Patrick White's "A Fringe of Leaves".

Essay by pagerHigh School, 12th gradeB-, July 2003

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Social interactions and relationships are often used in novels to establish and develop thematic concerns within the text. Within A Fringe of Leaves, Patrick White constructs characters and their relationships to expose the constraints of social expectations and simultaneously illustrate the metaphysical journey to self-realisation that the protagonist, Ellen undergoes. It is through Ellen's complex and often confusing relationships with other characters that her journey may be traced and the extent of change at each level may be realised. The text remains, throughout such a journey, concerned with the contrast between appearances and reality, revealed though all levels of interaction, but poignantly exemplified in the upper class. Such contrasts are juxtaposed to the relatively natural, however none the less complex, relationships appearing deep within the Australian bush. Social relationships are vital in establishing themes, however Ellen's inner struggle remains the focus of the novel. Relationships are therefor presented as complex and confusing in order to shape a deeper understanding of both the tribulations and personal conflicts Ellen must face and the complex product of her journey.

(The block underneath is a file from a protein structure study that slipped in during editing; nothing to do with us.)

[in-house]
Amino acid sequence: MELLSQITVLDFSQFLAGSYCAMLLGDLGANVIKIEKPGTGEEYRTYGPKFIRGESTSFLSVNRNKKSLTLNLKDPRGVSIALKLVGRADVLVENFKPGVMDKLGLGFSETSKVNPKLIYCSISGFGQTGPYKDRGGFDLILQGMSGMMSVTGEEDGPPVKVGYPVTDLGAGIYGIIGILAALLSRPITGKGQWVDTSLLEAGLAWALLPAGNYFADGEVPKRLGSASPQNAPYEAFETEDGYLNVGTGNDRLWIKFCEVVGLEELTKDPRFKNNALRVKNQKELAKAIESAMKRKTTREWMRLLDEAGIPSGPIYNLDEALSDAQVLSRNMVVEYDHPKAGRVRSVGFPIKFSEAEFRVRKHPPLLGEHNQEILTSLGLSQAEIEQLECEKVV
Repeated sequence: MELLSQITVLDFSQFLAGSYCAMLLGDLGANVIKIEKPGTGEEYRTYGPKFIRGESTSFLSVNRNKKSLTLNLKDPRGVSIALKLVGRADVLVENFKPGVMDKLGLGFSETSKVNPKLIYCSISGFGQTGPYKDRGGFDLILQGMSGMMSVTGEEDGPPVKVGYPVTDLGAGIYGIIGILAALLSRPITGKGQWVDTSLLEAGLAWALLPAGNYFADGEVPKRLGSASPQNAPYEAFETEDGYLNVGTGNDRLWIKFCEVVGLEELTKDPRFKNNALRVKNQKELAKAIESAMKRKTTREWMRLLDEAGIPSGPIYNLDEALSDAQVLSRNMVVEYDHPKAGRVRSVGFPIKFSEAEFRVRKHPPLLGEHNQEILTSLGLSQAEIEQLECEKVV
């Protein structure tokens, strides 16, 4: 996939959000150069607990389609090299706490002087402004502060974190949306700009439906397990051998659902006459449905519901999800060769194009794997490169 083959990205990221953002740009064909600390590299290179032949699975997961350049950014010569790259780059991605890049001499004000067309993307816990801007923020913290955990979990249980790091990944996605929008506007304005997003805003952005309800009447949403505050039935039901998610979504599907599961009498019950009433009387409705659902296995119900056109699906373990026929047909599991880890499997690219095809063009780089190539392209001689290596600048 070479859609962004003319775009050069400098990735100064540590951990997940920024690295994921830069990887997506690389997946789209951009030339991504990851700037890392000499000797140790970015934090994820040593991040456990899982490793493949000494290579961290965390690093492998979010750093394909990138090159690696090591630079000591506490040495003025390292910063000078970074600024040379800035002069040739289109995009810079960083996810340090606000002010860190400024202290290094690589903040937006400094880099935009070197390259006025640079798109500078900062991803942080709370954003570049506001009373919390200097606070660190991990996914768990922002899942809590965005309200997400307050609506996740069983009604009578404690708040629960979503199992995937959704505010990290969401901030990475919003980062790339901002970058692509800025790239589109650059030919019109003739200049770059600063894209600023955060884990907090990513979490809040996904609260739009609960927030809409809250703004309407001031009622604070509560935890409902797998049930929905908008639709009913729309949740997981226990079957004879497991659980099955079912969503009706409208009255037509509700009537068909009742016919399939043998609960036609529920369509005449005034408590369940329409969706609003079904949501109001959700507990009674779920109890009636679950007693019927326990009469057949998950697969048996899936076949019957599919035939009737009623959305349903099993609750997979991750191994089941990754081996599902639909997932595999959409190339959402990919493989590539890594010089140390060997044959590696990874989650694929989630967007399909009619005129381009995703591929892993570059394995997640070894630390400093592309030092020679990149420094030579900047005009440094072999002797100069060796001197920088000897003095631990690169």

Ellen Gluyas is of working class origins and it is only through her relationship with Austin that she comes to be the 'Mrs. Roxburg' of class and social stature. This transcending of class, although provides her with stoic and expedience, valuable in her journey, is the cause of much confusion for Ellen and she is constantly reassessing her situations in able to assume her appropriate role. White clearly expresses that Ellen and Austin's marriage is for reasons other then romantic love. Austin's selection of Ellen as his wife enables him to fulfill his Pygmalion fantasies, however the prospect of marrying would not have come about at all without the instruction of his mother. The marriage may thus be seen as, as equally...